There are three different types of congenital haemangiomas, all are rare:

1.The rapidly involuting congenital haemangioma (RICH).

2.Partial involuting congenital haemangioma (PICH).

3.Non involuting haemangioma (NICH).

Congenital haemangiomas are usually present at birth. Some are fully grown before the child is born. Involvement of a local haematologist would be beneficial.

Neonatal haemangiomatosis

This is a rare condition which can be life threatening. The incidence is one-in-50,000 newborns. The haemangiomas appear rapidly as tiny miliary blood filled circular individual lesions on the skin and internally in most cases. Within a few weeks of life the baby can present with congestive cardiac failure and liver failure may succumb to multi organ failure resulting in a fatal outcome. Rapid diagnosis and starting treatment with propranolol and sometimes adding prednisolone as a combination therapy is mandatory. There is rapid proliferating of these tiny lesions and therefore early referral to the secondary or tertiary care should be sought urgently. Ultra sound scan of the abdomen for internal lesions and cardiac review by the cardiologist is highly recommended.

Haemangiomas associated with syndromes

Numerous syndromes have been identified with haemangiomas, although rare the most well described is PHACEs syndrome.

PHACEs syndrome is a rare neurocutaneus congenital disorder characterized by the association of, posterior fossa brain malformations (P), segmental haemangioma (H), arterial (A) and cardiac defects (C), and eye abnormalities (E). Ventral midline defects such as sternal clefting and supra-umbilical raphe can also be associated with this syndrome. The clinical spectrum includes cerebral blood vessel stenosis and ectatic internal carotid artery entering the skull base.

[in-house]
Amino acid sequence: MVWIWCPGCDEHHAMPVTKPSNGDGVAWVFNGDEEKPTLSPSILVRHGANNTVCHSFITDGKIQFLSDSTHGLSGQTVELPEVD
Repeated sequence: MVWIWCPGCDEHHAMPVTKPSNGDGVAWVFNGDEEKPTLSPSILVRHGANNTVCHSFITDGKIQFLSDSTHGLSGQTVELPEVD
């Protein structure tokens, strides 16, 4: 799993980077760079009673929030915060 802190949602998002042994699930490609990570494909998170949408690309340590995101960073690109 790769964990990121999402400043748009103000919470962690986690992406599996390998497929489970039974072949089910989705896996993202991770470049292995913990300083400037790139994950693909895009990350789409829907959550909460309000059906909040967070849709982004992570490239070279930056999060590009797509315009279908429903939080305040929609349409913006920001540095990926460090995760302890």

The aggressive proliferation of the facial haemangiomas involving the eyelids, ears, nasal tip, and lips can dramatically interfere with vital functions such as breathing, feeding, hearing, and vision, especially within the first semester of life. For this reason early treatment is often required to prevent life-threatening complications. Large haemangiomas on the head and neck may be associated with cardiovascular abnormalities and have other associations. Any infant who presents with haemangiomas of head and neck should be investigated to exclude cardiovascular and subglottic involvement. It is important to be aware minimal respiratory distress in a neonate with haemangiomas may be an early presenting symptom of proliferating haemangioma in the subglottic region.


These are developmental abnormalities of blood vessels which consist of dysplastic, ectatic vessels that tend to persist throughout life. Depending on the types of VM they can grow proportionally with the child’s growth. They can be slow, fast flow or with arterio-venous shunting. They can rarely have complex combined anomalies and some have syndromic associations. For example: Sturge Weber syndrome, Proteus syndrome, Klippel Trenaunay Weber or overgrowth syndromes. Some have predominantly venous component and present as slow flow venous malformations while others may have abnormal lymphatic predominance and present as lymphatic malformations.